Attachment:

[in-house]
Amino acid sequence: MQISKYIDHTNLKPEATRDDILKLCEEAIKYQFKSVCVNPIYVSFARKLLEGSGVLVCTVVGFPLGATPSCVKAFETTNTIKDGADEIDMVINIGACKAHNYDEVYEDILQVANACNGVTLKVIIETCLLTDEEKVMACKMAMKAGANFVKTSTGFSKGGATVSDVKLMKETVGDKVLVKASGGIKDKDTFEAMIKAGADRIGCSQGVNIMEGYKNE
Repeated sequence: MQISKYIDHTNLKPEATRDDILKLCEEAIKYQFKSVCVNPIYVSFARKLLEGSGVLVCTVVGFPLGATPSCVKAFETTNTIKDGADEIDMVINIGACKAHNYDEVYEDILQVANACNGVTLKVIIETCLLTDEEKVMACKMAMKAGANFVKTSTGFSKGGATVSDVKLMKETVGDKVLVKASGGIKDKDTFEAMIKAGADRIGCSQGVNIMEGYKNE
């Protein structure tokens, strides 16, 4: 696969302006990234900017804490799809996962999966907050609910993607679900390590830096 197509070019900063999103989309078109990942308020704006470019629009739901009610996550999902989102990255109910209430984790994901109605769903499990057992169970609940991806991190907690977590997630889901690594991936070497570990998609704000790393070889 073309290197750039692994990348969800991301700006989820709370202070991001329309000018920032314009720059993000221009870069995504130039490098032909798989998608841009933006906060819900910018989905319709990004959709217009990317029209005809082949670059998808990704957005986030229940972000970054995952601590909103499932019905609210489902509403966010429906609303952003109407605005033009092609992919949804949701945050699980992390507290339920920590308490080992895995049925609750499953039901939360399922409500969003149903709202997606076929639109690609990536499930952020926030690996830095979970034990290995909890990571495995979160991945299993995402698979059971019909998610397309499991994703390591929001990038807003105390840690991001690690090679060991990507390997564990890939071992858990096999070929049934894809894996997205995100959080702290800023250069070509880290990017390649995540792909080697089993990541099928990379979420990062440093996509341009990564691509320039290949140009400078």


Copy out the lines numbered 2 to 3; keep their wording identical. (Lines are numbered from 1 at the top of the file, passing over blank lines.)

Amino acid sequence: MQISKYIDHTNLKPEATRDDILKLCEEAIKYQFKSVCVNPIYVSFARKLLEGSGVLVCTVVGFPLGATPSCVKAFETTNTIKDGADEIDMVINIGACKAHNYDEVYEDILQVANACNGVTLKVIIETCLLTDEEKVMACKMAMKAGANFVKTSTGFSKGGATVSDVKLMKETVGDKVLVKASGGIKDKDTFEAMIKAGADRIGCSQGVNIMEGYKNE
Repeated sequence: MQISKYIDHTNLKPEATRDDILKLCEEAIKYQFKSVCVNPIYVSFARKLLEGSGVLVCTVVGFPLGATPSCVKAFETTNTIKDGADEIDMVINIGACKAHNYDEVYEDILQVANACNGVTLKVIIETCLLTDEEKVMACKMAMKAGANFVKTSTGFSKGGATVSDVKLMKETVGDKVLVKASGGIKDKDTFEAMIKAGADRIGCSQGVNIMEGYKNE